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|Country of origin||United Kingdom|
|No. of episodes||1 (as of April 21, 2009)|
|Running time||60 minutes (including commercials)|
|Original release||April 21, 2009 – present|
Baboon Woman is a wildlife documentary starring Karin Saks.
In South Africa, baboons have historically been treated as pests and are persecuted. As human development continues to encroach on natural habitats, the war between humans and non-human primates in South Africa, is increasing. Non-lethal methods to manage perceived "problem" non-human primates are encouraged by a number of baboon experts in South Africa.
The documentary - Baboon Woman - highlights the struggle between humans and wildlife living in close proximity; illustrating the responses of gun toting farmers, baboon experts, and residents who are frustrated at having their property raided by baboons. A farmer interviewed admits to shooting about five baboons a week in spite of the fact that this method does not deter baboons from raiding his crops. Residents who live in areas where baboon/human conflict is unusually magnified because human development has cut the baboons off from other more natural areas, are divided in their opinions which range from deterring baboons from human properties using acceptable non-lethal methods and enjoying having the baboons visit human homes. One of Saks' main goals is to break down the misconceptions about non-human primates, this being one of the greatest threats.
Karin Saks' work
Karin Saks has rescued, fostered and rehabilitated individual orphaned and injured vervet monkeys and chacma baboons. Most of the primates in her care have been orphaned after their mothers were shot by humans. When Karin receives an ill baby baboon to foster, his potential future to be returned into the wild is followed, resulting in him interacting with two wild troops. One of these troops naturally starts to accept him when he begins to interact with individuals who visit the land where Karin, her partner and a number of rescued non-human primates reside. The documentary focuses on Karin's work with baboons; she observes their behaviour, fosters their young, and has a passion about them.
Of special interest is an interview with a woman of San descent//who describes a time when the San lived in harmony with baboons, shared their food and learnt about medicinal herbs from them, illustrating a potential for harmonious co-existence that has been replaced with a modern-day culture that attempts to eliminate - and choose not to use non-lethal methods - any species that threatens the economical interests of modern society. An interview with Karin's colleague Gareth Patterson who is best known for his work with lions, echoes the theme of conflict between the environment and human development, supporting Saks' work which Patterson describes as "pioneering".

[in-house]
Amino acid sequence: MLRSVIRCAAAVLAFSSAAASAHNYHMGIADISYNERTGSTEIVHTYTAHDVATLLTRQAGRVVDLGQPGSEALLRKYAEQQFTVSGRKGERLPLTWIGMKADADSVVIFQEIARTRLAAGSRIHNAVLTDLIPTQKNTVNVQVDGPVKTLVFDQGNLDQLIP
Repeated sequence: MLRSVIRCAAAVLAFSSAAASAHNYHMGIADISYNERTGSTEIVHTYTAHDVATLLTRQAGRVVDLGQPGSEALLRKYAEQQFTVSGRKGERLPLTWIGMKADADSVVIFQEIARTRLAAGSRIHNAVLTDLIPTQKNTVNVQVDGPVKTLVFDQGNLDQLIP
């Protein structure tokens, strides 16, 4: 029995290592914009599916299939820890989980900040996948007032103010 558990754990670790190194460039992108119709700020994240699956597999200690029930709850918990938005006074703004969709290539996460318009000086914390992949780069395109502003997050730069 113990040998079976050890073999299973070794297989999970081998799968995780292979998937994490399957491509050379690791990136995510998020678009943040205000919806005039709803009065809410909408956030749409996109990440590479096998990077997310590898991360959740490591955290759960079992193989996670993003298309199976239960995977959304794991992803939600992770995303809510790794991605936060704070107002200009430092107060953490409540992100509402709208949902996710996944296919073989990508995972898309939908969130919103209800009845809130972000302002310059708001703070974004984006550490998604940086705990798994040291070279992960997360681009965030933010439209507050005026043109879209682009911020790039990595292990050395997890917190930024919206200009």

In the documentary she describes how interacting closely with baboons has revealed a lost part of the self; this is illustrated in a diary excerpt written when she first interacted with a wild troop of baboons while releasing a foster baby orphan;
"My mind’s forest had formed new paths, heading towards a profound new worldview. Near a small town called Naboomspruit in 1998 where I’d been introducing my foster baboon infant - Gismo - to a troop of 17 chacma baboons on a private reserve named Mosdene, something internal had stirred and woken up. Admittedly, it was a personal journey. One that life had blessed me in particular with, but it spoke of much more, offering a unique glimpse into our place within the rest of nature. More importantly, it revealed what we’d lost and how to retrieve it."— Karin Saks
Darwin Primate Group
Karin Saks founded the DARWIN PRIMATE GROUP - a registered non-profit organisation - in 2007, to continue her work with South African wild primates.
In 2003 Penguin Publishers published the book, Life With Darwin by Fransje van Riel , about Karin Saks' experiences with baboons. In several of the anecdotes told in the documentary, Saks is expanding on these experiences.
More recently, her baboon work was acknowledged in Wendy Woodward's book - The Animal Gaze, published in 2008.